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Paul

January 27, 2020

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### Section 5-2 : Vector Arithmetic

In this section we need to have a brief discussion of vector arithmetic.

We’ll start with **addition** of two vectors. So, given the vectors \(\vec a = \left\langle {{a_1},{a_2},{a_3}} \right\rangle \) and \(\vec b = \left\langle {{b_1},{b_2},{b_3}} \right\rangle \) the addition of the two vectors is given by the following formula.

The following figure gives the geometric interpretation of the addition of two vectors.

This is sometimes called the **parallelogram law** or **triangle law**.

Computationally, **subtraction** is very similar. Given the vectors \(\vec a = \left\langle {{a_1},{a_2},{a_3}} \right\rangle \) and \(\vec b = \left\langle {{b_1},{b_2},{b_3}} \right\rangle \) the difference of the two vectors is given by,

Here is the geometric interpretation of the difference of two vectors.

It is a little harder to see this geometric interpretation. To help see this let’s instead think of subtraction as the addition of \(\vec a\) and \( - \,\vec b\). First, as we’ll see in a bit \( - \,\vec b\) is the same vector as \(\vec b\) with opposite signs on all the components. In other words, \( - \,\vec b\) goes in the opposite direction as \(\vec b\). Here is the vector set up for \(\vec a + \left( { - \vec b} \right)\).

As we can see from this figure we can move the vector representing \(\vec a + \left( { - \vec b} \right)\) to the position we’ve got in the first figure showing the difference of the two vectors.

Note that we can’t add or subtract two vectors unless they have the same number of components. If they don’t have the same number of components then addition and subtraction can’t be done.

The next arithmetic operation that we want to look at is **scalar multiplication**. Given the vector \(\vec a = \left\langle {{a_1},{a_2},{a_3}} \right\rangle \) and any number \(c\) the scalar multiplication is,

So, we multiply all the components by the constant \(c\). To see the geometric interpretation of scalar multiplication let’s take a look at an example.

Here are the three scalar multiplications.

\[3\vec a = \left\langle {6,12} \right\rangle \hspace{0.25in}\hspace{0.25in}\frac{1}{2}\vec a = \left\langle {1,2} \right\rangle \hspace{0.25in}\hspace{0.25in} - 2\vec a = \left\langle { - 4, - 8} \right\rangle \]Here is the graph for each of these vectors.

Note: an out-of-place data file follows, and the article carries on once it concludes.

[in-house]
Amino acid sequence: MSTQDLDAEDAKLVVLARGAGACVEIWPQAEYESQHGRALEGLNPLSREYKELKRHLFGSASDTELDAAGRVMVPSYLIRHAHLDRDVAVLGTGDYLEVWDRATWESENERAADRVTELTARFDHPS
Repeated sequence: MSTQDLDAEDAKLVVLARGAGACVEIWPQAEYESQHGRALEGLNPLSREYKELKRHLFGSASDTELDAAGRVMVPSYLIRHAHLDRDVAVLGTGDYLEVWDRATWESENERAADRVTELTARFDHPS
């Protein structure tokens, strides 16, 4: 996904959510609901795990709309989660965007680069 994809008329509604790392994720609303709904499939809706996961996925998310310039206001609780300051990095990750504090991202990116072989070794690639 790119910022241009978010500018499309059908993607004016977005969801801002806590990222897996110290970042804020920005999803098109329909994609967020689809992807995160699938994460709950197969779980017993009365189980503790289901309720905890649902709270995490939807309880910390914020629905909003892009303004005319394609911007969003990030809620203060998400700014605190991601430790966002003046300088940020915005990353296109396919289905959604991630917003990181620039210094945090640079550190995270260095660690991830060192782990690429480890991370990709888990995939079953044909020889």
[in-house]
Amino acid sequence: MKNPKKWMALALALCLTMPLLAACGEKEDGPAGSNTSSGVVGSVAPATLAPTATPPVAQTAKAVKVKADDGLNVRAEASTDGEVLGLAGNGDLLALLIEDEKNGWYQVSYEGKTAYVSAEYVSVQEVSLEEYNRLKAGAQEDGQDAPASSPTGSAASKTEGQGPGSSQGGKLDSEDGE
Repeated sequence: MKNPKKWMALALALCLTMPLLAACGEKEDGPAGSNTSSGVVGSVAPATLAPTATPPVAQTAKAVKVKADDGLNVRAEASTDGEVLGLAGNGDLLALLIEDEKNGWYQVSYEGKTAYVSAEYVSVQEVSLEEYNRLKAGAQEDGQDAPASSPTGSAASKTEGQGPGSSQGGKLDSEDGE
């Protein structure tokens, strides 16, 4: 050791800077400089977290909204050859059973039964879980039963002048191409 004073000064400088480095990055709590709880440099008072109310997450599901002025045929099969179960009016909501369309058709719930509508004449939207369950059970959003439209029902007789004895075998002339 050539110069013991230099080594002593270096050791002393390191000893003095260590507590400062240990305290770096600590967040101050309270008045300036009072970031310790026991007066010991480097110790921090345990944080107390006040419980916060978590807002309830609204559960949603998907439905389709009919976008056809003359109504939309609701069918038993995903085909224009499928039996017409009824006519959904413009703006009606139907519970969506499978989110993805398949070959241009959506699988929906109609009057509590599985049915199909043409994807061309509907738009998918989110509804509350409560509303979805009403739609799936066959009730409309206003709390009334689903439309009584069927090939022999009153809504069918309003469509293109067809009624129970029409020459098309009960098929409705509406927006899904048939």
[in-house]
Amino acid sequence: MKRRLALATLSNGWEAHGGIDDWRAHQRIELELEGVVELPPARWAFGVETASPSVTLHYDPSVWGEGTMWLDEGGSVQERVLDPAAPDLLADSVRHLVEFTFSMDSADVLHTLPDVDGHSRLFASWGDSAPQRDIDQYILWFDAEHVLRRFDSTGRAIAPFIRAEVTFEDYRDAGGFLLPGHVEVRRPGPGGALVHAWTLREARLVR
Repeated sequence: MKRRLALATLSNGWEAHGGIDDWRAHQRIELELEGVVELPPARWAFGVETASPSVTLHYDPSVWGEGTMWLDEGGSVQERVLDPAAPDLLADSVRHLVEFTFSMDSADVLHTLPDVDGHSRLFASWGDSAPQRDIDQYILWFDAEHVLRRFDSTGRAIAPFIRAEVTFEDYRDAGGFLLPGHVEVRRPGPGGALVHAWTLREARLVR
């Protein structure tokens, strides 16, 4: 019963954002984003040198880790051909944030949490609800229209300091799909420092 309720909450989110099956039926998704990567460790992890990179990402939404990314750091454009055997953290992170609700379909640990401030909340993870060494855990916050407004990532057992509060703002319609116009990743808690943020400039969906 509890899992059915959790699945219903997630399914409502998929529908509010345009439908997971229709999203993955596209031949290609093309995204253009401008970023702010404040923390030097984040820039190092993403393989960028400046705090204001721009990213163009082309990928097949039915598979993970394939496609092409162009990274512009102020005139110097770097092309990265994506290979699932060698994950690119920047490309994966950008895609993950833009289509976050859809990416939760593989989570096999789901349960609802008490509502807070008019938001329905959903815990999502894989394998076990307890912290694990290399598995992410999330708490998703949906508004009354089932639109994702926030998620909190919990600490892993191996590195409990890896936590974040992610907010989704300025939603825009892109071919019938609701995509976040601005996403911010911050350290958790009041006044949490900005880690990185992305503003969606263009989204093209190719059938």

In the previous example we can see that if \(c\) is positive all scalar multiplication will do is stretch (if \(c > 1\)) or shrink (if \(c < 1\)) the original vector, but it won’t change the direction. Likewise, if \(c\) is negative scalar multiplication will switch the direction so that the vector will point in exactly the opposite direction and it will again stretch or shrink the magnitude of the vector depending upon the size of \(c\).

There are several nice applications of scalar multiplication that we should now take a look at.

The first is parallel vectors. This is a concept that we will see quite a bit over the next couple of sections. Two vectors are parallel if they have the same direction or are in exactly opposite directions. Now, recall again the geometric interpretation of scalar multiplication. When we performed scalar multiplication we generated new vectors that were parallel to the original vectors (and each other for that matter).

So, let’s suppose that \(\vec a\) and \(\vec b\) are parallel vectors. If they are parallel then there must be a number \(c\) so that,

\[\vec a = c\vec b\]So, two vectors are parallel if one is a scalar multiple of the other.

- \(\vec a = \left\langle {2, - 4,1} \right\rangle ,\,\,\vec b = \left\langle { - 6,12, - 3} \right\rangle \)
- \(\vec a = \left\langle {4,10} \right\rangle ,\,\,\vec b = \left\langle {2, - 9} \right\rangle \)

These two vectors are parallel since \(\vec b = - 3\vec a\)

b \(\vec a = \left\langle {4,10} \right\rangle ,\,\,\vec b = \left\langle {2, - 9} \right\rangle \) Show Solution

These two vectors aren’t parallel. This can be seen by noticing that \(4\left( {\frac{1}{2}} \right) = 2\) and yet \(10\left( {\frac{1}{2}} \right) = 5 \ne - 9\). In other words, we can’t make \(\vec a\) be a scalar multiple of \(\vec b\).

The next application is best seen in an example.

Okay, what we’re asking for is a new parallel vector (points in the same direction) that happens to be a unit vector. We can do this with a scalar multiplication since all scalar multiplication does is change the length of the original vector (along with possibly flipping the direction to the opposite direction).

Here’s what we’ll do. First let’s determine the magnitude of \(\vec w\).